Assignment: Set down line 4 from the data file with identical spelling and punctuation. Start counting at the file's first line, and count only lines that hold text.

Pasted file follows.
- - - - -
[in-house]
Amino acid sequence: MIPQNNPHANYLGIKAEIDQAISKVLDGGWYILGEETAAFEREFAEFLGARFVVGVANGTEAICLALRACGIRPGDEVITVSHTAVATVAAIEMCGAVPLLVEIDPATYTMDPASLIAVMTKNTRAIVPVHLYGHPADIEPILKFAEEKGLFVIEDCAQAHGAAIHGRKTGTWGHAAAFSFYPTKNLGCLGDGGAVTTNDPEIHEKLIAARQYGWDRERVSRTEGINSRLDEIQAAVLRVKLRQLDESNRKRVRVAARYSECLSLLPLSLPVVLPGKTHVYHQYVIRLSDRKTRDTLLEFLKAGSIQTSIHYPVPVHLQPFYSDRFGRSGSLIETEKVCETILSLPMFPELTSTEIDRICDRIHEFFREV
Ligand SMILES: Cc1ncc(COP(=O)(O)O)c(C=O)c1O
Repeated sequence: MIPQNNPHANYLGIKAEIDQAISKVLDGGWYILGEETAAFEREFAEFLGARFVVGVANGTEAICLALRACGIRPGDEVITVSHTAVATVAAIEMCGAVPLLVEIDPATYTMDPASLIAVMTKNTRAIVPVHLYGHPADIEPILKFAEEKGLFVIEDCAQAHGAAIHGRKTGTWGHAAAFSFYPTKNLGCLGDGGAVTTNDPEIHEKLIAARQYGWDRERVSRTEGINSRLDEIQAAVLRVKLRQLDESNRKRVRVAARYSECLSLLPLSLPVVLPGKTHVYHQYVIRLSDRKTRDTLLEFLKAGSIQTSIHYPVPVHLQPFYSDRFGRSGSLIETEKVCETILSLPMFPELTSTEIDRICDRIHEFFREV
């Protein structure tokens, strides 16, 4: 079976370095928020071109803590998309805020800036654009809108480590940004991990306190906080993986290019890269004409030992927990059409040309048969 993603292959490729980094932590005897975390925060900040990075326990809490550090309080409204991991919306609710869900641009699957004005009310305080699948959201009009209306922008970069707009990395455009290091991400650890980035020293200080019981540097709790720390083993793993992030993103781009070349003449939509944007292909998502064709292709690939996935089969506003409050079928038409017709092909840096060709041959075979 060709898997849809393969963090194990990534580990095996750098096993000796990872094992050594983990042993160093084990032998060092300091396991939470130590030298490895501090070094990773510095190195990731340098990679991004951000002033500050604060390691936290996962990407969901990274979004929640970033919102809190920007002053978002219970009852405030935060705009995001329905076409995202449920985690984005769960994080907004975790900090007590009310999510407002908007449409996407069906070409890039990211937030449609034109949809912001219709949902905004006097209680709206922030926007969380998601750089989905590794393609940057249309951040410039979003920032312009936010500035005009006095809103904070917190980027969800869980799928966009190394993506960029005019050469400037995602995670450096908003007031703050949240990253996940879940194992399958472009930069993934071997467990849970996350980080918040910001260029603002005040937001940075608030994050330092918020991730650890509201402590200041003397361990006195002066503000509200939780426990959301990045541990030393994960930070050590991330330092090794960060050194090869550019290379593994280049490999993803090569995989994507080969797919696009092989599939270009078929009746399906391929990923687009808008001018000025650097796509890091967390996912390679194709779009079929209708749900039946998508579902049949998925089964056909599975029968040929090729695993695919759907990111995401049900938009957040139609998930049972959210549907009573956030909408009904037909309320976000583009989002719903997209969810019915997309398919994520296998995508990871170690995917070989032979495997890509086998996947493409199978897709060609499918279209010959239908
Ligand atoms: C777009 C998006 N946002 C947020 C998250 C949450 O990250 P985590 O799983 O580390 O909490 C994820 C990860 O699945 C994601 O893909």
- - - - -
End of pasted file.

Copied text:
Repeated sequence: MIPQNNPHANYLGIKAEIDQAISKVLDGGWYILGEETAAFEREFAEFLGARFVVGVANGTEAICLALRACGIRPGDEVITVSHTAVATVAAIEMCGAVPLLVEIDPATYTMDPASLIAVMTKNTRAIVPVHLYGHPADIEPILKFAEEKGLFVIEDCAQAHGAAIHGRKTGTWGHAAAFSFYPTKNLGCLGDGGAVTTNDPEIHEKLIAARQYGWDRERVSRTEGINSRLDEIQAAVLRVKLRQLDESNRKRVRVAARYSECLSLLPLSLPVVLPGKTHVYHQYVIRLSDRKTRDTLLEFLKAGSIQTSIHYPVPVHLQPFYSDRFGRSGSLIETEKVCETILSLPMFPELTSTEIDRICDRIHEFFREV